Sen. Ron Wyden (D-Ore.), the ranking member of the Senate Finance Committee, said at a hearing on Thursday that the concern is that “there has been an exchange of an asset for a loan instead of a divestment.” He was citing a report from the Center for Public Integrity that Mnuchin sold his interest in Stormchaser Partners for between $1 million and $2 million in May 2017, but his latest financial disclosure showed that he is still owed around that same amount from the production company.
Wyden also told Mnuchin that he was “trying to make sense of your 2017 uncertified ethics form, and the government has been not able to certify it yet.”
But Mnuchin, who was a prolific film financier before being confirmed as treasury secretary in 2017, said he had gotten clearance from an ethics official in the Treasury Department.
“My forms were filed timely and they were certified by the career-designated ethics official in Treasury, who is the person I consult with on a regular basis,” Mnuchin told the committee.
But a separate entity in the executive branch, the Office of Government Ethics, has not yet certified Mnuchin’s disclosure of his 2017 personal finances. As he was facing confirmation, Mnuchin agreed to divest his industry holdings, including his stake in RatPac-Dune Entertainment, which helped finance a long list of Warner Bros. titles, including “Lego Batman,” “Suicide Squad,” and “Wonder Woman.”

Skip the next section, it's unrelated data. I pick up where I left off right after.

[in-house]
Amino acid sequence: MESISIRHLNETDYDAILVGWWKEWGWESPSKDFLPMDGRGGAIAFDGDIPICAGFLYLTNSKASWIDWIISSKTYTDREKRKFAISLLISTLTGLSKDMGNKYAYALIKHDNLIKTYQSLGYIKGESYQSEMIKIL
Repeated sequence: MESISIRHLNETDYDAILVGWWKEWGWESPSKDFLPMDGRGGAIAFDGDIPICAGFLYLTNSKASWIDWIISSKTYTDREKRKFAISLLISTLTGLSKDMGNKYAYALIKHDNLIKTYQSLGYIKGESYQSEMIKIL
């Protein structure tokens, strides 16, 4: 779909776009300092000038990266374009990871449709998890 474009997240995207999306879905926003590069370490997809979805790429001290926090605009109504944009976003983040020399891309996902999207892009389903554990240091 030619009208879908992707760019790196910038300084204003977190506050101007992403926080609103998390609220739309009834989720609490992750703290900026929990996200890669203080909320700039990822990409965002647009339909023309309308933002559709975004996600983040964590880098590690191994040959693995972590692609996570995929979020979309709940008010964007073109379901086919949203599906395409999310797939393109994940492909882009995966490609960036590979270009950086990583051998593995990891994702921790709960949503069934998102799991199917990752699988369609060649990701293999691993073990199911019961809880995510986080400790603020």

According to its website, Stormchaser was founded in 2012 as an all-female company, and its projects have included “The Midnight Man,” “6 Below,” and “Intruder.” The action comedy “Me, You, Madness” is in production, and is written and directed by Linton, who also stars.
Mnuchin said the Treasury Department is working with the Office of Government Ethics on finalizing their certification.
“I have been advised by people in Treasury that I am fully in compliance and I have no ethical issue,” he said.